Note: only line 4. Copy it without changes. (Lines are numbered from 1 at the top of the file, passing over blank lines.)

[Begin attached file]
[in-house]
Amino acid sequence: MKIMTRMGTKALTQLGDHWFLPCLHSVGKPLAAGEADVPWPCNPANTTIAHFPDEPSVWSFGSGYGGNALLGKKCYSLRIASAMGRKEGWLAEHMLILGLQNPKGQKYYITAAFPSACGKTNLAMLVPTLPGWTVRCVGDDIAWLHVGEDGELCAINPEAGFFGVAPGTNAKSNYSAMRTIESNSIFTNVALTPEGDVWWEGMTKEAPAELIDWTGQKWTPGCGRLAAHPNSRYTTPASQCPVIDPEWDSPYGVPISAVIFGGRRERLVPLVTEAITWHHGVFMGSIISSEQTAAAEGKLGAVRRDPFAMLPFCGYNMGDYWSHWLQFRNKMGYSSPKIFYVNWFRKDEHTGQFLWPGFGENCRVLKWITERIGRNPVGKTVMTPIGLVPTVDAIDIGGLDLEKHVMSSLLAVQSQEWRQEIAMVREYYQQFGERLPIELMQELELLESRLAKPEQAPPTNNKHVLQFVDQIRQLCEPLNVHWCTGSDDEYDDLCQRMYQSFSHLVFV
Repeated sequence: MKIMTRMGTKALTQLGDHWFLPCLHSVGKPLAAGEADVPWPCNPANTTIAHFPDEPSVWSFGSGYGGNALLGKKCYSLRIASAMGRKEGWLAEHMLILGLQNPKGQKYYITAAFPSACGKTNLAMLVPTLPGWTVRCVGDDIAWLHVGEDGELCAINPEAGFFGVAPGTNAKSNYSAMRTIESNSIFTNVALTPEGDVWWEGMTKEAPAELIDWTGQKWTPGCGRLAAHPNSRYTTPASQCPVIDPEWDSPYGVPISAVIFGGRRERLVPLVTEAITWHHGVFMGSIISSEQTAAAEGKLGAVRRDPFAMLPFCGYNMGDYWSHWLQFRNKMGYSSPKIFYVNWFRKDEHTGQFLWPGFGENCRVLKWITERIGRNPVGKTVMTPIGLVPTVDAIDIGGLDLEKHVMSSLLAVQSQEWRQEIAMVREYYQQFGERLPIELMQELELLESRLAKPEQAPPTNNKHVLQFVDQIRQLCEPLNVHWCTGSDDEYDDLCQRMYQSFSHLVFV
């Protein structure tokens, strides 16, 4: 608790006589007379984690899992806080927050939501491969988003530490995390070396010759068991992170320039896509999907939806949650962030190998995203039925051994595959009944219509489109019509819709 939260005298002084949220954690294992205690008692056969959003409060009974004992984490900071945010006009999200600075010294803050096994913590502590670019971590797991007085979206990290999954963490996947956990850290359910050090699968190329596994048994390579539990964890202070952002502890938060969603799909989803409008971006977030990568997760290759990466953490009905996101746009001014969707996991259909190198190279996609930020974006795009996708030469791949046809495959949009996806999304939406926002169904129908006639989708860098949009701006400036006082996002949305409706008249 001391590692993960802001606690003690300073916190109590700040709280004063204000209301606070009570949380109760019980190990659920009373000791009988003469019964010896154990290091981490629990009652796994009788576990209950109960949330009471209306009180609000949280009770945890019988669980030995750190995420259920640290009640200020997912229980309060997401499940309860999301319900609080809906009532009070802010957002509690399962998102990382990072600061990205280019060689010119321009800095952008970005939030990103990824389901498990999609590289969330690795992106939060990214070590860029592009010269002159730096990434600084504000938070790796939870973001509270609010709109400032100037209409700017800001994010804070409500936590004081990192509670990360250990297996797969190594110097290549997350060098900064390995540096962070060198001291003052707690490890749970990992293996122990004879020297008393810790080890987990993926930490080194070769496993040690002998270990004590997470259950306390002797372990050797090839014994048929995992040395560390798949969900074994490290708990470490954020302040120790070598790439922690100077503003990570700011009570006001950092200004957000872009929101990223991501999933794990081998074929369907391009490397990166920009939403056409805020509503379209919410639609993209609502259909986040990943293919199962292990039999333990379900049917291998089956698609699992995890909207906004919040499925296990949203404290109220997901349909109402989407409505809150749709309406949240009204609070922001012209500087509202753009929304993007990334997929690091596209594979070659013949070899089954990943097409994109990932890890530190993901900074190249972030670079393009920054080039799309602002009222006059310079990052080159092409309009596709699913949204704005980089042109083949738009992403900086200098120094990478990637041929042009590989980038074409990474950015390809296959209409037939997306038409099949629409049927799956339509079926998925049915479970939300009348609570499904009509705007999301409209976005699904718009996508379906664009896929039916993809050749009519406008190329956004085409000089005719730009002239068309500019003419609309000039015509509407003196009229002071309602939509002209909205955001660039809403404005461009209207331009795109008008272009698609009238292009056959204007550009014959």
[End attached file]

């Protein structure tokens, strides 16, 4: 608790006589007379984690899992806080927050939501491969988003530490995390070396010759068991992170320039896509999907939806949650962030190998995203039925051994595959009944219509489109019509819709 939260005298002084949220954690294992205690008692056969959003409060009974004992984490900071945010006009999200600075010294803050096994913590502590670019971590797991007085979206990290999954963490996947956990850290359910050090699968190329596994048994390579539990964890202070952002502890938060969603799909989803409008971006977030990568997760290759990466953490009905996101746009001014969707996991259909190198190279996609930020974006795009996708030469791949046809495959949009996806999304939406926002169904129908006639989708860098949009701006400036006082996002949305409706008249 001391590692993960802001606690003690300073916190109590700040709280004063204000209301606070009570949380109760019980190990659920009373000791009988003469019964010896154990290091981490629990009652796994009788576990209950109960949330009471209306009180609000949280009770945890019988669980030995750190995420259920640290009640200020997912229980309060997401499940309860999301319900609080809906009532009070802010957002509690399962998102990382990072600061990205280019060689010119321009800095952008970005939030990103990824389901498990999609590289969330690795992106939060990214070590860029592009010269002159730096990434600084504000938070790796939870973001509270609010709109400032100037209409700017800001994010804070409500936590004081990192509670990360250990297996797969190594110097290549997350060098900064390995540096962070060198001291003052707690490890749970990992293996122990004879020297008393810790080890987990993926930490080194070769496993040690002998270990004590997470259950306390002797372990050797090839014994048929995992040395560390798949969900074994490290708990470490954020302040120790070598790439922690100077503003990570700011009570006001950092200004957000872009929101990223991501999933794990081998074929369907391009490397990166920009939403056409805020509503379209919410639609993209609502259909986040990943293919199962292990039999333990379900049917291998089956698609699992995890909207906004919040499925296990949203404290109220997901349909109402989407409505809150749709309406949240009204609070922001012209500087509202753009929304993007990334997929690091596209594979070659013949070899089954990943097409994109990932890890530190993901900074190249972030670079393009920054080039799309602002009222006059310079990052080159092409309009596709699913949204704005980089042109083949738009992403900086200098120094990478990637041929042009590989980038074409990474950015390809296959209409037939997306038409099949629409049927799956339509079926998925049915479970939300009348609570499904009509705007999301409209976005699904718009996508379906664009896929039916993809050749009519406008190329956004085409000089005719730009002239068309500019003419609309000039015509509407003196009229002071309602939509002209909205955001660039809403404005461009209207331009795109008008272009698609009238292009056959204007550009014959």